Bike Across Cultures is an annual community event, which brings together many diverse communities from Kingston and Richmond and is our contribution to Bike Week which takes place in June every year.
Bike Across Cultures is a joint event between Kingston Race and Equalities Council and Ethnic Minorities Advocacy Group in Richmond. Both organisations work towards the elimination of race and equalities discrimination; and promote equality of opportunity and good relations between people of different racial and cultural groups in the two Boroughs. The event is part of our Health Awareness and Healthy Living programme and involves cycling and walking. It has been planned, organised and run in partnership with local Black and Minority Ethnic community groups, the Royal Borough of Kingston, the London Borough of Richmond, the Police and other organisations.
The event takes place at Kingston Gate of Richmond Park and is on one of the Saturdays during Bike Week. It starts at 11.00am and ends at 3.00pm. It is a free event and bi-cycles of different sizes are provided. People who have cycles are encouraged to bring their own to guarantee a ride. A number of goodies can be won in a raffle. There will be a picnic area, face painting, Indian head massage and henna tattoos. There is also attendance by Dr Bike who test bicycles and repairs them or offers advice. The Police attend to offer safety and security advice and to mark bikes.
The Mayors of Kingston and Richmond attend to launch the Bike Across Cultures at 11.00am.
The aim of Bike Across Cultures is to promote the benefits of cycling and walking to Black Asian and Minority Ethnic communities. One of the main benefits is health promotion, healthy living and awareness raising on sustainable and alternative ways of transport. For example, regular cycling and walking help to reduce chances of developing illnesses such as heart disease and diabetes. Bike Across Cultures event is designed to help people find out about ways of staying healthy and active. It is also about having fun and celebrating diversity within our cultures.
Integration and community cohesion are topics that receive a lot of attention both in the media and from government and local authorities. A critical barrier to integration and community cohesion is the persistence of ethnic inequality and unequal outcomes or access to services. Failing to understand and address local ethnic inequalities means the needs of Black Asian and Minority Ethnic (BAME) communities are not being met and their life chances are contracted.
In recent years austerity policies have led to major reductions in public spending, requiring councils and other public sector organisations to make difficult financial decisions. Local authorities have a legal duty around eliminating unlawful discrimination, advancing equality of opportunity and fostering good relations on the basis of protected characteristics. As local authorities develop proposals regarding the reduction of services it is crucial that they consider the needs of all members of the community.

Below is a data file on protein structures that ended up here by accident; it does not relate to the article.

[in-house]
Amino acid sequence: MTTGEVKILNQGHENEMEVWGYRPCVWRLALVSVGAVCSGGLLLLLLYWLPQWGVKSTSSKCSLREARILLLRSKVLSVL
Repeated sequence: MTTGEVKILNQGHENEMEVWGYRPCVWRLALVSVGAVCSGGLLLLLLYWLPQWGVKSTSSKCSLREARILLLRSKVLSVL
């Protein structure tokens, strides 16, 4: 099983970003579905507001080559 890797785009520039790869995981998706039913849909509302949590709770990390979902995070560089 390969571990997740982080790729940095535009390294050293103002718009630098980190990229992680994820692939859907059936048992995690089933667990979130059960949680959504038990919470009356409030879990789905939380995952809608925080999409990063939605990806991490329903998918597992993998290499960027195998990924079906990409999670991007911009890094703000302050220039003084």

The Race Equality Scorecard brings together quantitative evidence on six different key indicators to help inform the decision-making process of public authorities, and to equip local communities with the tools necessary to hold them to account.
In 2013 the Runnymede Trust and Kingston Race and Equalities Council published the Kingston Race Equality Scorecard. The purpose of the Scorecard was to enable BAME communities to enter into a meaningful dialogue with the local authority, Kingston upon Thames London Borough Council, and its partners, to assess their performance and help identify what the local priorities for race equality were. The Scorecard facilitated a better understanding of the pressures, identified key areas where change was both necessary and feasible, and created an opportunity to work together to make a difference.
The Royal Borough of Kingston upon Thames was one of the first boroughs the Runnymede Trust worked with as part of the pilot project, alongside Croydon and Redbridge. For this reason the Trust is keen to carry out a refresh of the Race Equality Scorecard in Kingston, alongside work in five new boroughs. In Kingston our partner is the Kingston Race and Equalities Council (KREC).
The Race Equality Scorecard reports on outcomes for different BAME groups by sampling data in the following six areas:
- Criminal justice
- Civic participation
Local councils are currently experiencing significant budget cuts imposed by central government. These cuts are having a significant impact on the role that councils play in the provision of services. In this context it is even more important that close attention is paid to ensuring all local residents are treated equally and are able to flourish. The Runnymede Trust’s Budget Briefing (2015) highlighted the ways in which the effects of austerity policies, directly or indirectly, increase racial inequality.